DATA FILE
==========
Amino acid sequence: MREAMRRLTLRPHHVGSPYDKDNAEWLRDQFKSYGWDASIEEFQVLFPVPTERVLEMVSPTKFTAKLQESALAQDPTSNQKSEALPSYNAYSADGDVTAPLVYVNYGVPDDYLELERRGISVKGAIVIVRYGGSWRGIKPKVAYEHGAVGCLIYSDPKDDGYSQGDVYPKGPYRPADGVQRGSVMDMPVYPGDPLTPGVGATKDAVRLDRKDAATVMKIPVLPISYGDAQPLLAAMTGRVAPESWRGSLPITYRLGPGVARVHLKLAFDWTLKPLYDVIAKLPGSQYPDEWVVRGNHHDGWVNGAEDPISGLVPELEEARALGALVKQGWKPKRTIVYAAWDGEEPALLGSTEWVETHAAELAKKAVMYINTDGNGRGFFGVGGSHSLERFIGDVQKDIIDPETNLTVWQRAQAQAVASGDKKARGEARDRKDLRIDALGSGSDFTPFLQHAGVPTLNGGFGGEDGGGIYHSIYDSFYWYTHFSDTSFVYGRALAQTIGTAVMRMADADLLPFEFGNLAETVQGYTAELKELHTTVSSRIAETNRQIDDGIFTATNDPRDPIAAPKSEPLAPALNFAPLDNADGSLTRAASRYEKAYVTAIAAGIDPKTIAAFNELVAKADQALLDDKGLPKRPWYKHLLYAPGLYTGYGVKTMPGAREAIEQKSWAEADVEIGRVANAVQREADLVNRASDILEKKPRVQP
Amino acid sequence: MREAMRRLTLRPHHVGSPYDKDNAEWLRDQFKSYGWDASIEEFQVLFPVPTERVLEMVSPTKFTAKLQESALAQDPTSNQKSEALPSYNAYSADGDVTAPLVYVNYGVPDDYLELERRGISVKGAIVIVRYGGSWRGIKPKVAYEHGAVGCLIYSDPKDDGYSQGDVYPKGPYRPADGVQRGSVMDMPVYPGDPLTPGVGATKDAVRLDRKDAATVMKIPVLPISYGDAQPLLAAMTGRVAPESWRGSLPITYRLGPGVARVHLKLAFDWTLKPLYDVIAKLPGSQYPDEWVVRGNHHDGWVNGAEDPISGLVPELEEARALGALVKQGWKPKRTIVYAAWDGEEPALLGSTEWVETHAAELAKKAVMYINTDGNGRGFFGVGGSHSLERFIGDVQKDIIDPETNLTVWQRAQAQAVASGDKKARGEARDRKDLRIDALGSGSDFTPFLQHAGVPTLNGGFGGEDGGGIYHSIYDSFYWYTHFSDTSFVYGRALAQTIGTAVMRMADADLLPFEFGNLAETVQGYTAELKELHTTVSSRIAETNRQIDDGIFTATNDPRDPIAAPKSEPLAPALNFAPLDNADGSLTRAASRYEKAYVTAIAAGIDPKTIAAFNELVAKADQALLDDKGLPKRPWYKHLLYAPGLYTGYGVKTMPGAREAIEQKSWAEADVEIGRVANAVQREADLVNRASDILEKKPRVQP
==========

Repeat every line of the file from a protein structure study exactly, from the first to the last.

Amino acid sequence: MREAMRRLTLRPHHVGSPYDKDNAEWLRDQFKSYGWDASIEEFQVLFPVPTERVLEMVSPTKFTAKLQESALAQDPTSNQKSEALPSYNAYSADGDVTAPLVYVNYGVPDDYLELERRGISVKGAIVIVRYGGSWRGIKPKVAYEHGAVGCLIYSDPKDDGYSQGDVYPKGPYRPADGVQRGSVMDMPVYPGDPLTPGVGATKDAVRLDRKDAATVMKIPVLPISYGDAQPLLAAMTGRVAPESWRGSLPITYRLGPGVARVHLKLAFDWTLKPLYDVIAKLPGSQYPDEWVVRGNHHDGWVNGAEDPISGLVPELEEARALGALVKQGWKPKRTIVYAAWDGEEPALLGSTEWVETHAAELAKKAVMYINTDGNGRGFFGVGGSHSLERFIGDVQKDIIDPETNLTVWQRAQAQAVASGDKKARGEARDRKDLRIDALGSGSDFTPFLQHAGVPTLNGGFGGEDGGGIYHSIYDSFYWYTHFSDTSFVYGRALAQTIGTAVMRMADADLLPFEFGNLAETVQGYTAELKELHTTVSSRIAETNRQIDDGIFTATNDPRDPIAAPKSEPLAPALNFAPLDNADGSLTRAASRYEKAYVTAIAAGIDPKTIAAFNELVAKADQALLDDKGLPKRPWYKHLLYAPGLYTGYGVKTMPGAREAIEQKSWAEADVEIGRVANAVQREADLVNRASDILEKKPRVQP
Amino acid sequence: MREAMRRLTLRPHHVGSPYDKDNAEWLRDQFKSYGWDASIEEFQVLFPVPTERVLEMVSPTKFTAKLQESALAQDPTSNQKSEALPSYNAYSADGDVTAPLVYVNYGVPDDYLELERRGISVKGAIVIVRYGGSWRGIKPKVAYEHGAVGCLIYSDPKDDGYSQGDVYPKGPYRPADGVQRGSVMDMPVYPGDPLTPGVGATKDAVRLDRKDAATVMKIPVLPISYGDAQPLLAAMTGRVAPESWRGSLPITYRLGPGVARVHLKLAFDWTLKPLYDVIAKLPGSQYPDEWVVRGNHHDGWVNGAEDPISGLVPELEEARALGALVKQGWKPKRTIVYAAWDGEEPALLGSTEWVETHAAELAKKAVMYINTDGNGRGFFGVGGSHSLERFIGDVQKDIIDPETNLTVWQRAQAQAVASGDKKARGEARDRKDLRIDALGSGSDFTPFLQHAGVPTLNGGFGGEDGGGIYHSIYDSFYWYTHFSDTSFVYGRALAQTIGTAVMRMADADLLPFEFGNLAETVQGYTAELKELHTTVSSRIAETNRQIDDGIFTATNDPRDPIAAPKSEPLAPALNFAPLDNADGSLTRAASRYEKAYVTAIAAGIDPKTIAAFNELVAKADQALLDDKGLPKRPWYKHLLYAPGLYTGYGVKTMPGAREAIEQKSWAEADVEIGRVANAVQREADLVNRASDILEKKPRVQP